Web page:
Tuesday, June 19, 2012

Why We Support the Verizon Center Signage

Tomorrow (Wednesday) at noon there will be a hearing on the proposed jumbotrons at 7th and F in Room 412 of the Wilson Building (1350 Pennsylvania Avenue, NW).  Yesterday, Ted Leonsis weighed in with his "take" and invited community residents to come and have their voice be heard.  We won't be able to be in attendance, but thought it was high time we weigh in.

In short, Ted: you have our support.

We see no reason that the privately owned Verizon Center shouldn't be able to supplement its income (it's still $100 million in the hole from building costs) with advertising, particularly when it has brought so much  income to us as Penn Quarter residents.

The Verizon Center has brought Caps, Hoyas, Madonna, the Dalai Lama, NCAA's March Madness and so many others within spitting distance.  The growth it spurred has brought Shakespeare, Jose Andres, comedy, movies, farmers markets, the President's favorite pizza, Tony Awards, and arts festivals.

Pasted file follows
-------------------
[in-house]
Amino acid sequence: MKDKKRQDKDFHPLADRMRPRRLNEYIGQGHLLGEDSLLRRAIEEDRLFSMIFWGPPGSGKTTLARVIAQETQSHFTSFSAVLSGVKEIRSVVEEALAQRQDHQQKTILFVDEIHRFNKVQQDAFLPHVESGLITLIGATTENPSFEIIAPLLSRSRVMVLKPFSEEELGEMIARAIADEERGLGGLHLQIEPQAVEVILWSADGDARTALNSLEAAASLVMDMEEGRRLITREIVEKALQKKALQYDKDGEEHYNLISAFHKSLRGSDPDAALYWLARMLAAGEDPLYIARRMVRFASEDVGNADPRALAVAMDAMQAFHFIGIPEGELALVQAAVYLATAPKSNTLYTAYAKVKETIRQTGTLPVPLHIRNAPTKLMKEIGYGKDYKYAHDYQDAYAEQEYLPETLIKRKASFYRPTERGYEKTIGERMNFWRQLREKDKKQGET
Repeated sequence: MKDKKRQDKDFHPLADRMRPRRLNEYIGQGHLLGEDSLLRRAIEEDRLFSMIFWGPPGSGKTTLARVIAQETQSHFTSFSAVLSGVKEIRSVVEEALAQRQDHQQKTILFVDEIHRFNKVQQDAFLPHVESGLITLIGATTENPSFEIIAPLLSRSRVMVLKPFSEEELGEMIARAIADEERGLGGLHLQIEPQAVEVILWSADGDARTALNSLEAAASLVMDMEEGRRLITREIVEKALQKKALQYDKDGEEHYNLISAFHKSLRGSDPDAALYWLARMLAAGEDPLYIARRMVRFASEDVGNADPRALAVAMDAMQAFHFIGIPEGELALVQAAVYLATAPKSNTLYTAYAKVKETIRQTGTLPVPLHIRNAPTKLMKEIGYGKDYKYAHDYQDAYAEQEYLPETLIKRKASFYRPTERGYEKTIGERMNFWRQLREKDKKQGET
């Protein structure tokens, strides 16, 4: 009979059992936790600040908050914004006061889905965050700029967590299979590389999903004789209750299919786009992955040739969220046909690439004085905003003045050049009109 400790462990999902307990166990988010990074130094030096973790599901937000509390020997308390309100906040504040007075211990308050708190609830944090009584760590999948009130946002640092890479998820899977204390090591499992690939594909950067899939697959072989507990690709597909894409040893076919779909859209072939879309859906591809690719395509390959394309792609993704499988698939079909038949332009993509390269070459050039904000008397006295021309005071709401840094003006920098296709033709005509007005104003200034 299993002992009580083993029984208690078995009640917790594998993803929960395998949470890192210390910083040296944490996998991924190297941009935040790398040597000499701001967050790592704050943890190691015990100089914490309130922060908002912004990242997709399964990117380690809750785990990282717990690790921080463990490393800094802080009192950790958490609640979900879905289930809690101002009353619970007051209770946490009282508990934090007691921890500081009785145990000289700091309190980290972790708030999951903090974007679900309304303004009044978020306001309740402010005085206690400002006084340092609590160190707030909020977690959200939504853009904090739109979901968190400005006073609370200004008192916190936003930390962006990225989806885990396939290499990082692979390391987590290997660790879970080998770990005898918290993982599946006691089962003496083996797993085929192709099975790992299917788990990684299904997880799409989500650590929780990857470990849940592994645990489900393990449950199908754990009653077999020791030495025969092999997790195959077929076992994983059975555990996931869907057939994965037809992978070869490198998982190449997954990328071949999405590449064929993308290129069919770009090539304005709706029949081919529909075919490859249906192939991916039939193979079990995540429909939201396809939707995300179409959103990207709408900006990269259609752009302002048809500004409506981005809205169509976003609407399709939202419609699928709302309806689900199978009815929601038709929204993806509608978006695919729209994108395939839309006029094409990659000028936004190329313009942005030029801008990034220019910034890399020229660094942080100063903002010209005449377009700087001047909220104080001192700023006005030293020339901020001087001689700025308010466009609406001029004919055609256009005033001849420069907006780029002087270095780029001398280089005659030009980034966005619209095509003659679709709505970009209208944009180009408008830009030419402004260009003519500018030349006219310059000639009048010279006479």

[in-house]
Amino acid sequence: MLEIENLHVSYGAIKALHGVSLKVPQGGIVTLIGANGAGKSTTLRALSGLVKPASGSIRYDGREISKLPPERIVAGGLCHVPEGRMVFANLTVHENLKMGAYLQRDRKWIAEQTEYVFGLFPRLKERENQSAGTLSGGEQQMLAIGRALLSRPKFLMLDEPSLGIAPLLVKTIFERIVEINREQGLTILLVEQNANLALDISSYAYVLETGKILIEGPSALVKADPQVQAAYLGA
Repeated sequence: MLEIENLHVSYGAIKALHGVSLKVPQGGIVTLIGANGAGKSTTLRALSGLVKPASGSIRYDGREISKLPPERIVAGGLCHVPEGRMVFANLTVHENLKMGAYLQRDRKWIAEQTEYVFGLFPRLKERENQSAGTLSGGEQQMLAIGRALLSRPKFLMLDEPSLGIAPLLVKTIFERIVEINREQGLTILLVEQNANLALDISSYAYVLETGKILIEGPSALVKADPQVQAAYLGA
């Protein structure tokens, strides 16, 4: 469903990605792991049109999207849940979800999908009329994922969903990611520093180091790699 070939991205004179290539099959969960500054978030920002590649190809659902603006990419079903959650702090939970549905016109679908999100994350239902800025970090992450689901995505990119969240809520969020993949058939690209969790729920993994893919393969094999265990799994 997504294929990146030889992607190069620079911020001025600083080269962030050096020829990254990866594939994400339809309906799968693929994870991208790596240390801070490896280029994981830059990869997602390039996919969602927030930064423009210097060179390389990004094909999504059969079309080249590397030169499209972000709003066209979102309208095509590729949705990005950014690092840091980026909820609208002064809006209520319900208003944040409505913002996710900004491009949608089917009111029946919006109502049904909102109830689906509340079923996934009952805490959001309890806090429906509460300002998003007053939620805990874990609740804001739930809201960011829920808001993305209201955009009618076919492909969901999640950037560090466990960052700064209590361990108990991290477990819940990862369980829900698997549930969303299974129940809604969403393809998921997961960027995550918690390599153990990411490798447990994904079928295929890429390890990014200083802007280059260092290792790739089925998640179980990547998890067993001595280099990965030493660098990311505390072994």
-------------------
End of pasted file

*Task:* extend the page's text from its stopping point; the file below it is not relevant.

Focusing on sites just across the street from the Verizon Center, or in the accompanying complex: you can see portraits of all 43 presidents; grab a beer from a tap at your table or have a glass of champagne on tap with a Top Chef contestant; register for a china pattern; stop by your attorney's office; and rent a car.  You can bowl, play skeeball, or play guitar.  You can stay the night in a National Historic Landmark and do pilates on the patio when you wake up.  The Verizon Center is an energy epicenter for Penn Quarter - a force that has allowed countless businesses to move in and make Penn Quarter their home as we have.

These signs are not "blight," as they have been called.  The screens are exciting.  They are far better than the vinyl tarps that currently shroud our arena.  They will not turn Penn Quarter into Times Square, a complaint that's been driven into the ground.

Not convinced?  The plan for new signage (pictures available here) will bring the square footage of advertising down and will totally eliminate any signs that make noise.  The screens will be made available to promote community events and for emergency notifications.  Absolutely none of this has implied the Verizon Center will be anything other than the good neighbor they've been to us all along.  In an effort to be a good neighbor back, we are voicing our support.

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